posted by caddis at 8:25 AM on April 28, 2009


To even mention them in the same breath as NASCAR is an insult to F1, to be honest. It's like comparing a Dakota to an F22...


Americans don't do "inferiority" well.

By the way: good riddance to Pontiac.
posted by Zambrano at 9:15 AM on April 28, 2009


The thought that "F1 has historically done everything it could to improve safety and NASCAR hasn't" is questionable at best.

I was going to respond, but then I read down and saw that Brockles had said what I was going to say.
posted by ob at 9:40 AM on April 28, 2009


That aside, there are countless decisions in a race regarding suspension adjustments, adding or subtracting 1/4 pound of air pressure in a tire, etc., that are sorted out in driver-crew chief conversations (via radio) to say nothing of pre-race matters of getting gears, shock settings, spring settings, etc., right. A ton of sophisticated, precise development goes into making the low-tech cars go faster.

Yeah, pretty much operating machinery.
posted by Mental Wimp at 10:40 AM on April 28, 2009


Yeah, pretty much operating machinery.

Yep. Tiger Woods is just operating a lever. Baseball? Same thing. Simple game with a simple machine.
posted by The World Famous at 10:51 AM on April 28, 2009


Am I the only one confused by the chilldown techno being played over Dale Sr.'s death video? ("someone" link in the FPP)
posted by Uther Bentrazor at 11:19 AM on April 28, 2009


Yep. Tiger Woods is just operating a lever. Baseball? Same thing. Simple game with a simple machine.

And how are those levers propelled? Internal combustion engine or steam turbine?
posted by Mental Wimp at 1:27 PM on April 28, 2009


> Yeah, pretty much operating machinery.

Eponysterical? Look, have you ever watched a construction worker go at a pile of earth/garbage/debris with one of those pint-sized loaders? It takes coordination, timing, energy, and athletics to get the job done quickly and accurately. It's not just pushing buttons.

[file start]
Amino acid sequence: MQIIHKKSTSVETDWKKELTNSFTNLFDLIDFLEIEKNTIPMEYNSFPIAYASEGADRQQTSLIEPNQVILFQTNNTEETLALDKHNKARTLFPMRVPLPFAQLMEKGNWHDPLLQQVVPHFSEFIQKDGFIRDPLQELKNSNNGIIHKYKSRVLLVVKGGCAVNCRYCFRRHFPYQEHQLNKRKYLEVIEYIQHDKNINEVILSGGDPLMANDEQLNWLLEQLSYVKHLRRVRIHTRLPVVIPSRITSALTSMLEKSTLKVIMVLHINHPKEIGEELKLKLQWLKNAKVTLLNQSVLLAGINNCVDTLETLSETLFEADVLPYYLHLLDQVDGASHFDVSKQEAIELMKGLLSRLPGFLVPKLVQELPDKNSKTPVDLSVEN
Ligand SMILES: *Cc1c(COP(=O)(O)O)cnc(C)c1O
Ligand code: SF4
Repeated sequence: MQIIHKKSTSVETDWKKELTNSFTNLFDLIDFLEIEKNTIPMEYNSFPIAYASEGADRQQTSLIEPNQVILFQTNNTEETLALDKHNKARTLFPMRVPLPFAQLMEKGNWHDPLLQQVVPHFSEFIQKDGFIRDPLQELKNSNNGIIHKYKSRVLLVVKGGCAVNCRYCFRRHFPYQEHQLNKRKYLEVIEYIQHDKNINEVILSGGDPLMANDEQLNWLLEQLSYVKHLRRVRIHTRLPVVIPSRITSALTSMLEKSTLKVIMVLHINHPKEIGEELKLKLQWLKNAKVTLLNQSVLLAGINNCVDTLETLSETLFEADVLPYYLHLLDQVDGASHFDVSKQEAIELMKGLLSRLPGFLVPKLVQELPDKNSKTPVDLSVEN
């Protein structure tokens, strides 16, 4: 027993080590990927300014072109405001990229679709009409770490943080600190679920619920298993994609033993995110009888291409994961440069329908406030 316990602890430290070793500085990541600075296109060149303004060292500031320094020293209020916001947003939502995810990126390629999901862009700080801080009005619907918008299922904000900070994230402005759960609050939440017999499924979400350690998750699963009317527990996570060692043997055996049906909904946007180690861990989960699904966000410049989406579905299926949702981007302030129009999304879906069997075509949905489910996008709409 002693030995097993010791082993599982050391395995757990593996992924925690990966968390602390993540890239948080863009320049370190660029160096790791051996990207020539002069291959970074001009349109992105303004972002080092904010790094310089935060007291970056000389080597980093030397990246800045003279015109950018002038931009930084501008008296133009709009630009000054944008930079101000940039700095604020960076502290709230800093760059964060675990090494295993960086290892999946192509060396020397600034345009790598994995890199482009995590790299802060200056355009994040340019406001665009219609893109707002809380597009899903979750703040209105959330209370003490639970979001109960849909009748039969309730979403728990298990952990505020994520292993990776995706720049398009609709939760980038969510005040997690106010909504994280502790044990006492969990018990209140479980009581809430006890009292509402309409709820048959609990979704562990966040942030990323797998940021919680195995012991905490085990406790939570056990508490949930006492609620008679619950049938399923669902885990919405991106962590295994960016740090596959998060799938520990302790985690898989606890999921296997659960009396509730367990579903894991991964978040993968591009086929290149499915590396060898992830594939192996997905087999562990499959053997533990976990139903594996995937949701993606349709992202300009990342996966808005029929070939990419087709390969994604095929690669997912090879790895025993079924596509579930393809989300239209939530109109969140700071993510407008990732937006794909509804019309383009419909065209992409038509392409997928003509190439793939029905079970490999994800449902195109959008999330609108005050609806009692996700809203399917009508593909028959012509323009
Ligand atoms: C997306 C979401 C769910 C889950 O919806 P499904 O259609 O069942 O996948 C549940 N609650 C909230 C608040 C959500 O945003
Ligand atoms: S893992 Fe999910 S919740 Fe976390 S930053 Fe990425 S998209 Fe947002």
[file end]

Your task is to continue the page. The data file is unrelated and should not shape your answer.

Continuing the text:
posted by Burhanistan at 1:51 PM on April 28, 2009


And how are those levers propelled? Internal combustion engine or steam turbine?

Neither. Woods uses KERS for most of his drives. It gives him an extra 80-yard boost.
posted by The World Famous at 2:17 PM on April 28, 2009


All games are just delivery services: the purpose is to get something to somewhere. The only thing that varies is the item and the delivery mechanism.

American football and rugby: Prolate spheroid, hands (and occasionally feet)
Association football (aka soccer): Truncated icosohedron, feet (and occasionally hands)
Tennis, golf: Sphere, lever (and occasionally hands)
Car racing: Car, internal combustion engine
Track, swimming: Person (except track relays, where the item is a baton), whole body motion (primarily legs and arms)

Baseball and cricket are an advanced cases: There are two items (person, ball) trying to get to the same place (or sometimes slightly different places) using different delivery mechanisms. To even mention them in the same breath as simpler sports is an insult to baseball and cricket, to be honest.
posted by Plutor at 2:51 PM on April 28, 2009 [1 favorite]


And where does boxing fall in this scheme of yours, Plutor? Gymnastics? Figure skating?
posted by DevilsAdvocate at 3:32 PM on April 28, 2009


Boxing is a delivery service. The object is fists (and gloves), the mechanism is primarily arms and back.

One could argue that performance-based subjectively scored sports (like gymnastics and figure skating, but also competitive dancing, half-pipe, and so forth) are a zeroth tier of sport-as-delivery complexity. (I wanted to avoid the holywar of whether these are sports, but I think I might have just stepped in it.)

I'm interested to see if anyone can come up with a sport that would belong to the third tier. I think that Quiddich counts, based on my vague recollection of the first Harry Potter movie, but since it's a) fictional, and b) a stupid game, I don't like including it.